A Bill to enable the cultivation of industrial hemp in South Australia passed State Parliament on Thursday with the support of the Government and Opposition.
South Australia now no longer has the unpleasant distinction of being the only state in Australia where growing industrial hemp remained illegal. It’s hoped the start of legal cultivation will be able to commence soon, pending development of regulations.
“We will set up the regulatory framework and it will be up to farmers and manufacturers to decide if it’s economic and it’s something that they want to do,” said SA Manufacturing and Innovation Minister Kyam Maher
The ABC reports farmers are expected to be able to plant crops “within weeks” – but that may be a little optimistic as the wheels of bureaucracy tend to turn slowly.
The Bill was first introduced in November 2016. In February, the South Australian Government announced it would support the Bill, then the proposed legislation passed the State Parliament’s Upper House late in March.
“I am very proud to have introduced this Bill and to be supporting the growth of one of the oldest crops in history which will have a hugely positive impact on the future,” said Greens MLC Tammy Franks; champion of Industrial Hemp Bill 2016.
“The production of biofuels, blankets, ink, cardboard, biochemical, carpet, towels, insulation and Hempcrete (fire retardant bricks), industrial hemp is set to be building blocks for a sustainable future.”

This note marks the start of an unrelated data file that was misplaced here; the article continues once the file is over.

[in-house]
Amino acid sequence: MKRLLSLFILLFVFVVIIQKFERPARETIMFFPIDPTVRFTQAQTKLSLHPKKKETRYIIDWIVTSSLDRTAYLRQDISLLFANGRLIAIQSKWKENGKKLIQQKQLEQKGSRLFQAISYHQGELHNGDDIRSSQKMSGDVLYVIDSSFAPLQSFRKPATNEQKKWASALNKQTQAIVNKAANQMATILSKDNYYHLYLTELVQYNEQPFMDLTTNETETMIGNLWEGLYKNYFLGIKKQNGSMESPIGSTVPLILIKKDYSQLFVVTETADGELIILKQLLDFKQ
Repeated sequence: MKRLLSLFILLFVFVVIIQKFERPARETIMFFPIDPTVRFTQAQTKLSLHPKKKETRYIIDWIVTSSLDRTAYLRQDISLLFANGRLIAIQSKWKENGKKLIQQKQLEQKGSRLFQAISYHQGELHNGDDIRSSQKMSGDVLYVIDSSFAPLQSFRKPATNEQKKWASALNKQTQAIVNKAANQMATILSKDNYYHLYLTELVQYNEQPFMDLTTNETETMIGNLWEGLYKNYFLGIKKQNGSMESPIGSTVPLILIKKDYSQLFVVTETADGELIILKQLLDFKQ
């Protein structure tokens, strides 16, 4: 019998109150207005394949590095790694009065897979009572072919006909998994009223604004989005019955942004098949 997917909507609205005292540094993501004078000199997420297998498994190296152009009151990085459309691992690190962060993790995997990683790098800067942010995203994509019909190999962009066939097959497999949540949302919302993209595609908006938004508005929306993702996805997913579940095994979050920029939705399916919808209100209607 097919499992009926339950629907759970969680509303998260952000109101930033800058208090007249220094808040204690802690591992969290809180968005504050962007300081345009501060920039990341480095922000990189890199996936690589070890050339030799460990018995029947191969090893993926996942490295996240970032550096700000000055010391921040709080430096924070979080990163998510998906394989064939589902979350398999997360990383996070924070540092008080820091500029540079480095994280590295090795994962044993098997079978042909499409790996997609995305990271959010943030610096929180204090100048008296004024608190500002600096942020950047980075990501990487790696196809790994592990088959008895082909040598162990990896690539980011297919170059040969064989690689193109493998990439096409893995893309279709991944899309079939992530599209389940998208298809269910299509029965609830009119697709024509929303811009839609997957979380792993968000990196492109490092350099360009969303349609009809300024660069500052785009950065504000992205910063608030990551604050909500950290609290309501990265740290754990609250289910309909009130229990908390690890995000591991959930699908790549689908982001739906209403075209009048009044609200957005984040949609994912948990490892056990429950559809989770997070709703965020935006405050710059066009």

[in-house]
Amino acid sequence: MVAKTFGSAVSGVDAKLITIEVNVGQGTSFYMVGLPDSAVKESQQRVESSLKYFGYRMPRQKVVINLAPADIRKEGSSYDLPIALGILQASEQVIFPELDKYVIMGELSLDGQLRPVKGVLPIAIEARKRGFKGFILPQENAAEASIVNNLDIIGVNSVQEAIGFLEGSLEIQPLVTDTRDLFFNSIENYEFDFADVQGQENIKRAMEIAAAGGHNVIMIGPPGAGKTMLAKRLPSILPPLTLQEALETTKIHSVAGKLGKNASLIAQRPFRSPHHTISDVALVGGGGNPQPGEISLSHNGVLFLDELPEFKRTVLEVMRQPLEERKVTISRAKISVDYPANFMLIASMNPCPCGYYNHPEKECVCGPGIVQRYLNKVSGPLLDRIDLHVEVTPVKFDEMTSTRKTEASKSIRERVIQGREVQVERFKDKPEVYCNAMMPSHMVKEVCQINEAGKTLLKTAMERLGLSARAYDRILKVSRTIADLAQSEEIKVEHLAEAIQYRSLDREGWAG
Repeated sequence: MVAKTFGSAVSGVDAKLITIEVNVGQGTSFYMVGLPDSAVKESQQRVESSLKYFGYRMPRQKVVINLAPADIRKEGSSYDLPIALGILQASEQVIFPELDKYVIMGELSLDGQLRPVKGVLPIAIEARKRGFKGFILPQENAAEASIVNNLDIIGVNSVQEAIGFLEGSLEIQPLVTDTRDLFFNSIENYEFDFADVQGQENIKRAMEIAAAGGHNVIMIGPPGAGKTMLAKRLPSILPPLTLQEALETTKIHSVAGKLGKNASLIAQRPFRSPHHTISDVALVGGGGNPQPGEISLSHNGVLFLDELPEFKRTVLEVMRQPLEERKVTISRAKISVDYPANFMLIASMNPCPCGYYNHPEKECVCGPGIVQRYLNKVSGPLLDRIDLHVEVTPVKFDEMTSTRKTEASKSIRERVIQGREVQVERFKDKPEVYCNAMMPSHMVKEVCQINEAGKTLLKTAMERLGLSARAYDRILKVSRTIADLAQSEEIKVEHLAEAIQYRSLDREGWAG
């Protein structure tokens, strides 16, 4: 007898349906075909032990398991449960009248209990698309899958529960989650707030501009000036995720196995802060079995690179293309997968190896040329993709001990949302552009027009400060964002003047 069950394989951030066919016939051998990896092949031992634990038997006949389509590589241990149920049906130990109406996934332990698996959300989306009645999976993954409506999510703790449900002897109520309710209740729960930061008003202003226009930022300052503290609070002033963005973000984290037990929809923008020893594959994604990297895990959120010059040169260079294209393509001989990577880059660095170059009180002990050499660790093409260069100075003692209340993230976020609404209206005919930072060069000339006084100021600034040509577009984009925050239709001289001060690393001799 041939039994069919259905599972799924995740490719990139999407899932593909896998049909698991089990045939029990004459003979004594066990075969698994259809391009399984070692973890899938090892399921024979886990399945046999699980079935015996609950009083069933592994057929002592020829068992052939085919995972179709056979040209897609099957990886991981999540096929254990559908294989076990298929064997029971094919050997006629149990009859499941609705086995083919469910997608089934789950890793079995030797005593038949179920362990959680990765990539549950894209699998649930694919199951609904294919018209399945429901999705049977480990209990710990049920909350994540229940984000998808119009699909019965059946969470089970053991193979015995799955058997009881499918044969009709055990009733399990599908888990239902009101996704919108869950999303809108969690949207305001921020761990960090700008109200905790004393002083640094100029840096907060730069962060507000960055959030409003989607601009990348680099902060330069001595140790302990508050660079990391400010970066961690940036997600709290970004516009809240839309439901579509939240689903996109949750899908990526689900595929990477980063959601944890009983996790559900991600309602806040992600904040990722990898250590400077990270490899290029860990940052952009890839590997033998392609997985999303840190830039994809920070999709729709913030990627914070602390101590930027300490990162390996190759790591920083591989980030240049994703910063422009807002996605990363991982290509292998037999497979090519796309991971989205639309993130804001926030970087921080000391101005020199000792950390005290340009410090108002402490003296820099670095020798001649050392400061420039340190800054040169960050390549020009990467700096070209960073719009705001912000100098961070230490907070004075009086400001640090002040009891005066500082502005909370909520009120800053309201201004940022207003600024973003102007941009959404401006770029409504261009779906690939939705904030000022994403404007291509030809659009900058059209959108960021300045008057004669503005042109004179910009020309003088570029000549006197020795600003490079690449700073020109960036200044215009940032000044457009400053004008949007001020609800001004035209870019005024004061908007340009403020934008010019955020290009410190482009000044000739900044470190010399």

News of the Bill’s passing was unsurprisingly well received by the sector and supporters.
“On behalf of IHASA – Industrial Hemp Association of South Australia and one and all involved, thank you Tammy Franks MLC for your dedication and commitment to getting this Bill through… a wonderful outcome for our State, its environment, our farmers, producers and innovators,” said IHASA’s Teresa McDowell.
Ms. Franks sees a bright future for the crop in Australia; offering farmers additional diversification options and the potential to make better use of marginal lands.
“Industrial hemp will offer job opportunities, growth for our state and pave the way for a greener, cleaner future,” she said.